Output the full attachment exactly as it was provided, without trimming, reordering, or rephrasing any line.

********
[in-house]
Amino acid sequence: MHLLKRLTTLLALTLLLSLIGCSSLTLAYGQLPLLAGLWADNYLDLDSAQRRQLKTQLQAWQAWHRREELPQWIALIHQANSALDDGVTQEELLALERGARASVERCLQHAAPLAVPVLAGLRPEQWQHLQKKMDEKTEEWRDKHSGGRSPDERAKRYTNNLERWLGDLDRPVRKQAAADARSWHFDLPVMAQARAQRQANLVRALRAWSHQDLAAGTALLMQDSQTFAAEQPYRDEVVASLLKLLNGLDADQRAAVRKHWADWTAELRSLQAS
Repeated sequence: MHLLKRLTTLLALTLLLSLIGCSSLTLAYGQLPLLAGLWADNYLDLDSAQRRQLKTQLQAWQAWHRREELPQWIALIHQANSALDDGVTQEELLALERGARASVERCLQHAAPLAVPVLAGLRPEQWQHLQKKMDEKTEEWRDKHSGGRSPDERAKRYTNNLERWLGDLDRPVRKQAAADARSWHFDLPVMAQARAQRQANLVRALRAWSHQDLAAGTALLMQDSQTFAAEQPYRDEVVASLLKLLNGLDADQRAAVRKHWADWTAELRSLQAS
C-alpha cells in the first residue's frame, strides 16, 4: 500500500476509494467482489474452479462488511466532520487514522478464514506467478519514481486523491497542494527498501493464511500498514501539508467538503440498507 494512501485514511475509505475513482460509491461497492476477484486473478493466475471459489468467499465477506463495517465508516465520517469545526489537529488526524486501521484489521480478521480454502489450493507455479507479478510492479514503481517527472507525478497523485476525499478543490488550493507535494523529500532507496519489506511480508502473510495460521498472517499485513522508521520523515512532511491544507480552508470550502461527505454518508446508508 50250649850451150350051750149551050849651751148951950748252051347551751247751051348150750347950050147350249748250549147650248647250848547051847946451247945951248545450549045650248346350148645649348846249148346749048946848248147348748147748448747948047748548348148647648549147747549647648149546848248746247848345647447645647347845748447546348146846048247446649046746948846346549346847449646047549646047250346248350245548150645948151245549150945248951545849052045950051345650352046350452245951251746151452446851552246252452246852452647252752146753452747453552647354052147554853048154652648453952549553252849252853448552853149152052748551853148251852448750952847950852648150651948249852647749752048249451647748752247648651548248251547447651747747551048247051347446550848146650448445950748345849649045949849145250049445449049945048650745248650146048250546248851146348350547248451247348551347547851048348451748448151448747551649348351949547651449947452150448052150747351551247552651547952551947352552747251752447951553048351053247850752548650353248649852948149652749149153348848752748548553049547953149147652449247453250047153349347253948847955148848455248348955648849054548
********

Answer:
[in-house]
Amino acid sequence: MHLLKRLTTLLALTLLLSLIGCSSLTLAYGQLPLLAGLWADNYLDLDSAQRRQLKTQLQAWQAWHRREELPQWIALIHQANSALDDGVTQEELLALERGARASVERCLQHAAPLAVPVLAGLRPEQWQHLQKKMDEKTEEWRDKHSGGRSPDERAKRYTNNLERWLGDLDRPVRKQAAADARSWHFDLPVMAQARAQRQANLVRALRAWSHQDLAAGTALLMQDSQTFAAEQPYRDEVVASLLKLLNGLDADQRAAVRKHWADWTAELRSLQAS
Repeated sequence: MHLLKRLTTLLALTLLLSLIGCSSLTLAYGQLPLLAGLWADNYLDLDSAQRRQLKTQLQAWQAWHRREELPQWIALIHQANSALDDGVTQEELLALERGARASVERCLQHAAPLAVPVLAGLRPEQWQHLQKKMDEKTEEWRDKHSGGRSPDERAKRYTNNLERWLGDLDRPVRKQAAADARSWHFDLPVMAQARAQRQANLVRALRAWSHQDLAAGTALLMQDSQTFAAEQPYRDEVVASLLKLLNGLDADQRAAVRKHWADWTAELRSLQAS
C-alpha cells in the first residue's frame, strides 16, 4: 500500500476509494467482489474452479462488511466532520487514522478464514506467478519514481486523491497542494527498501493464511500498514501539508467538503440498507 494512501485514511475509505475513482460509491461497492476477484486473478493466475471459489468467499465477506463495517465508516465520517469545526489537529488526524486501521484489521480478521480454502489450493507455479507479478510492479514503481517527472507525478497523485476525499478543490488550493507535494523529500532507496519489506511480508502473510495460521498472517499485513522508521520523515512532511491544507480552508470550502461527505454518508446508508 50250649850451150350051750149551050849651751148951950748252051347551751247751051348150750347950050147350249748250549147650248647250848547051847946451247945951248545450549045650248346350148645649348846249148346749048946848248147348748147748448747948047748548348148647648549147747549647648149546848248746247848345647447645647347845748447546348146846048247446649046746948846346549346847449646047549646047250346248350245548150645948151245549150945248951545849052045950051345650352046350452245951251746151452446851552246252452246852452647252752146753452747453552647354052147554853048154652648453952549553252849252853448552853149152052748551853148251852448750952847950852648150651948249852647749752048249451647748752247648651548248251547447651747747551048247051347446550848146650448445950748345849649045949849145250049445449049945048650745248650146048250546248851146348350547248451247348551347547851048348451748448151448747551649348351949547651449947452150448052150747351551247552651547952551947352552747251752447951553048351053247850752548650353248649852948149652749149153348848752748548553049547953149147652449247453250047153349347253948847955148848455248348955648849054548